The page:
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Large heath

The large heath is a Species of Conservation Concern in Britain. In recent years, there has been a dramatic decline throughout England and Wales. The main stronghold in England is Northumberland, with 156 recorded sites, 74% of the total for England and Wales.


Large heath (Coenonympha tullia)



The large heath lives in fairly sedentary colonies and rarely leaves its preferred bog habitat. The species occurs locally in Wales, northern England and southern Scotland, and is more widespread in northern Scotland.


Large heath breed in lowland raised bogs, upland blanket bogs and damp acidic moorland, where food supplies are plentiful.


Caterpillars hibernate over-winter, and hatch (pupate) in the spring. Adult butterflies fly between June and early August.


Caterpillars feed on hare's-tail cottongrass. Adult butterflies feed on the nectar from cross-leaved heath flowers.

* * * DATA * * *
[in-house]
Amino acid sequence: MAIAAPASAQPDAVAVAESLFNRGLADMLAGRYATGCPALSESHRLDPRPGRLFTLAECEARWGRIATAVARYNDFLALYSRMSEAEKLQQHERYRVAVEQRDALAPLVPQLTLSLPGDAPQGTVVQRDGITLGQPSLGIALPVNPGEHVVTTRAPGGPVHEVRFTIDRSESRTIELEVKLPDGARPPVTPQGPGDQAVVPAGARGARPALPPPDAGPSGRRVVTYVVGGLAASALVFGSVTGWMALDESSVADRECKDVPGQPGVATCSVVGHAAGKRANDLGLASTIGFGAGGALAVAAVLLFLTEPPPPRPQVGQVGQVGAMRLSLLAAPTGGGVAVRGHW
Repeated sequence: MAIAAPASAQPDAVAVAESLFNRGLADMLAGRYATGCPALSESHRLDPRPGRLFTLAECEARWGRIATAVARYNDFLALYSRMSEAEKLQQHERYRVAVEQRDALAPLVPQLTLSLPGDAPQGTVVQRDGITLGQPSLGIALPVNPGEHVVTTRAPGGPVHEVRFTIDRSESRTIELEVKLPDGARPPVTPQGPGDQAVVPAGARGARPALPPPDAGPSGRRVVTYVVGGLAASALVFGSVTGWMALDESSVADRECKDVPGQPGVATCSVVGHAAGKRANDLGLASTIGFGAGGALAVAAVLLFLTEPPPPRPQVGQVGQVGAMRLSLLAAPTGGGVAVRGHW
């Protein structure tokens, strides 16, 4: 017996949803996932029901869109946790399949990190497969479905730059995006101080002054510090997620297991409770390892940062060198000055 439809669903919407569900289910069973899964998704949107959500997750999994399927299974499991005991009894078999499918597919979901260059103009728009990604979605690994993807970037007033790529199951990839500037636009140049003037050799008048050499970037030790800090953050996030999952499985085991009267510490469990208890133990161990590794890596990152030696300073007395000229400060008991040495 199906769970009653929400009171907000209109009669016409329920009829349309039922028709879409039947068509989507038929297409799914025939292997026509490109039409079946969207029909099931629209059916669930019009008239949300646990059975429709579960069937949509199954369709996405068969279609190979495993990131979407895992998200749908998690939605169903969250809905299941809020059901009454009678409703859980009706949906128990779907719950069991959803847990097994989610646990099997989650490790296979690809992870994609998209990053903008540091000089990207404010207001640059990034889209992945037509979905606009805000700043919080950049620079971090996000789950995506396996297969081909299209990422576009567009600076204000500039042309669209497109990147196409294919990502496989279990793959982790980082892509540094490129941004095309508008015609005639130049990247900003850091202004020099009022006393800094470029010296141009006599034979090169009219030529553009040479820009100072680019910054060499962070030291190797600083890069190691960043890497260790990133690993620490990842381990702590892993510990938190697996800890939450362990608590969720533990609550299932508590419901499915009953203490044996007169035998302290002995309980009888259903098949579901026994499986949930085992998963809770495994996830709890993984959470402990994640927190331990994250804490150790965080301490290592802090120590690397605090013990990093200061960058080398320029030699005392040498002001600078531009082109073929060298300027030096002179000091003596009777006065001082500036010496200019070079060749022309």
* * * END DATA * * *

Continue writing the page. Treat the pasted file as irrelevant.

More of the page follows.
Wet moorland and bog habitats are increasingly being lost through peat extraction, tree planting, drainage and agricultural improvement. The large heath depends of this type of habitat and as a result it is very vulnerable to extinction. Heavy grazing by sheep also impacts on the breeding areas of the large heath.


The large heath is a dingy orange/brown colour with dark spots on the upper and lower wings.

How we manage our woods

The Forestry Commission, working in partnership with Butterfly Conservation, is making sure that existing colonies of large heath are protected through conservation and sympathetic management and conservation of bog habitat. In Kielder Forest, Northumberland, large areas of bog and mire are being restored through large-scale conifer removal projects. This will increase the area and quality of habitat for the large heath butterfly. 

What's of interest

The numbers of large heath butterflies in bogs and mires gives us information about the quality of these habitats.

Useful sites

England's Woods and Forests are cared for by Forest Enterprise England, an agency of the Forestry Commission.